CFIUS’ Growing Power to Protect American Security from China Tech Threats: Examining TikTok and Lenovo


Fox News

“Basically any Chinese technology… whether it’s Lenovo laptop, a Huawei phone, or a TikTok app, all of that data is at risk of going to the Chinese government,” Roslyn Layton, co-founder of, said in an interview with Fox News. Read more.


Why Is U.S. Policy Tough On Huawei And TikTok But Not Lenovo? “Using FIRRMA’s stricter standards for privacy and security, earlier approved deals which involved Chinese government investment would likely not be approved today, such as the multi-billion dollar acquisition of IBM’s laptop and server divisions by Lenovo, which the bipartisan Congressional United States China Commission described as one of China’s national tech champions on the order of Huawei.” Read more

One America News

“Whether you’re using a Lenovo laptop, a TikTok app, a Huawei phone, it doesn’t’ matter, the Chinese government has asserted authority over the entire Internet. It says it can collect all data and that’s the way they see it.” Watch the video.  

Parliamentary Intelligence-Security Forum Webinar: “Foreign Investments Affecting National Security”

“Congress had a vehement opposition to IBM selling its assets to Lenovo, but the CFIUS of the time in 2014 believed they could mitigate it. But if you look today at the factors that CFIUS would use… as we contend in our white paper, we don’t think the acquisition would happen.”   Watch the webinar.

“IBM’s self serving and irresponsible sale to Lenovo along with the aggressive acquisition of security related semi-conductor companies, which are a supply chain to DOD, by Chinese interests are among the pivotal stepping stones which paved the way for a more assertive CFIUS. Today, there are seven times more transactions stymied because CFIUS has more resources and a broader legal scope. Americans are clearly safer today with FIRRMA, but the very concerning TikTok acquisition and the history of  CCP subterfuge confirms that CFIUS’  oversight remains very critical to our national security.”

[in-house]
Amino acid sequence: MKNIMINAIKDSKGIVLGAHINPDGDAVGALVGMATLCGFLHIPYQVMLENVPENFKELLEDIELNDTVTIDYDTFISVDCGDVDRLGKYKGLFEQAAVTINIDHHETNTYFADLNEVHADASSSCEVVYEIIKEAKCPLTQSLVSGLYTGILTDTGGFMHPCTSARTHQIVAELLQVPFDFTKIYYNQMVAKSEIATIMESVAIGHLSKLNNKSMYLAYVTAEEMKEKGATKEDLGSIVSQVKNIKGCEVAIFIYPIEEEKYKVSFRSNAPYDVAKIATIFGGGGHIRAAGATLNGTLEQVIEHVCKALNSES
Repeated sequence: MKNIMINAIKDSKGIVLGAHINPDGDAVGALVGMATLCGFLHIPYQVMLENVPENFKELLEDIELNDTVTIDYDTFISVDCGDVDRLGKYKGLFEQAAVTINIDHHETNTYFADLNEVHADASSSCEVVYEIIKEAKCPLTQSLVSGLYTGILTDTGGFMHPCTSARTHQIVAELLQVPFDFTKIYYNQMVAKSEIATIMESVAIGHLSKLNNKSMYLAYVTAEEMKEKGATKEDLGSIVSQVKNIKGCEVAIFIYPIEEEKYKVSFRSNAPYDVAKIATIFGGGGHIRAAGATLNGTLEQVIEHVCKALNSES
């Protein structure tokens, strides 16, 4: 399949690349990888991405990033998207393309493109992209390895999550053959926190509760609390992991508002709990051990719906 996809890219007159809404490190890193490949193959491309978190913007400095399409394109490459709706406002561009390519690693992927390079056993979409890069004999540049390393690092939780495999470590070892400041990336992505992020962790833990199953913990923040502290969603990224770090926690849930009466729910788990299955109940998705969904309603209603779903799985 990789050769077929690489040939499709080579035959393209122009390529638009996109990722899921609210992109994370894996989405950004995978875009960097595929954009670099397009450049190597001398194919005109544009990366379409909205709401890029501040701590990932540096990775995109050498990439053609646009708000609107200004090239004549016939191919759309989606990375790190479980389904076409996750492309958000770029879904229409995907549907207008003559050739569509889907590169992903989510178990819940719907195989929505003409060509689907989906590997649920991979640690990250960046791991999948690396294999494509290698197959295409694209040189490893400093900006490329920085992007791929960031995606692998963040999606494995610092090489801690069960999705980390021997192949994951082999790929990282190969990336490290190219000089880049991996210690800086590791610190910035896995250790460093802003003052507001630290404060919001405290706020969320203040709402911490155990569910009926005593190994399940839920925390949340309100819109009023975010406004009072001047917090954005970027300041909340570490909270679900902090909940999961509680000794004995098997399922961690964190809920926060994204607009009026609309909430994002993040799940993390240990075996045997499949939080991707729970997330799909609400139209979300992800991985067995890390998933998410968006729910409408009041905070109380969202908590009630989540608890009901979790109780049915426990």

Former Congressman Robert Pittenger, Co-Author FIRRMA 2018

Executive Summary

Beginning in 2017, CFIUS stepped up its efforts to protect American security from investors owned or affiliated with the Chinese government – becoming more rigorous in the number of investigations it undertakes and the number of transactions withdrawn. Then, in 2018, Congress significantly expanded CFIUS’ resources and scope by passing the Foreign Investment Risk Review Modernization Act (FIRRMA).

Because of CFIUS expansion, purchases of strategic American businesses by Chinese interests have been blocked, including MoneyGram, PatientsLikeMe, Grindr, and StayNTouch.

This paper explores two key recent transactions: the on-going review of ByteDance’s purchase of TikTok, and CFIUS’ approval of Lenovo’s acquisition of strategic IBM and Motorola assets, despite vehement opposition from Congress and defense and intelligence agencies. We argue that the Lenovo acquisitions catalyzed bi-partisan reform of CFIUS with FIRRMA in 2018. Indeed, with the new cybersecurity and personal information factors CFIUS must consider, the Lenovo acquisitions would not be approved today.

About Our Co-Author

From 2013-2018, Congressman Robert Pittenger represented the Charlotte, NC area. At the time, he served as Chairman of the Congressional Task Force on Terrorism and Unconventional Warfare, and as Vice Chairman of the House Financial Services Subcommittee on Terrorism and Illicit Finance. Congressman Pittenger was a lead author of the 2018 Foreign Investment Risk Review Modernization Act (FIRRMA), which reformed the Committee on Foreign Investment in the United States (CFIUS) to crack down on malicious foreign investment targeting national security technology. Today he is Chairman of the Parliamentary Intelligence-Security Forum, which has brought together over 1500 Members of Parliament and other leaders from 106 countries in Europe, Africa, Asia, and South America to discuss counter-terror finance, cyber security, data sharing, cryptocurrencies, and predatory foreign investment.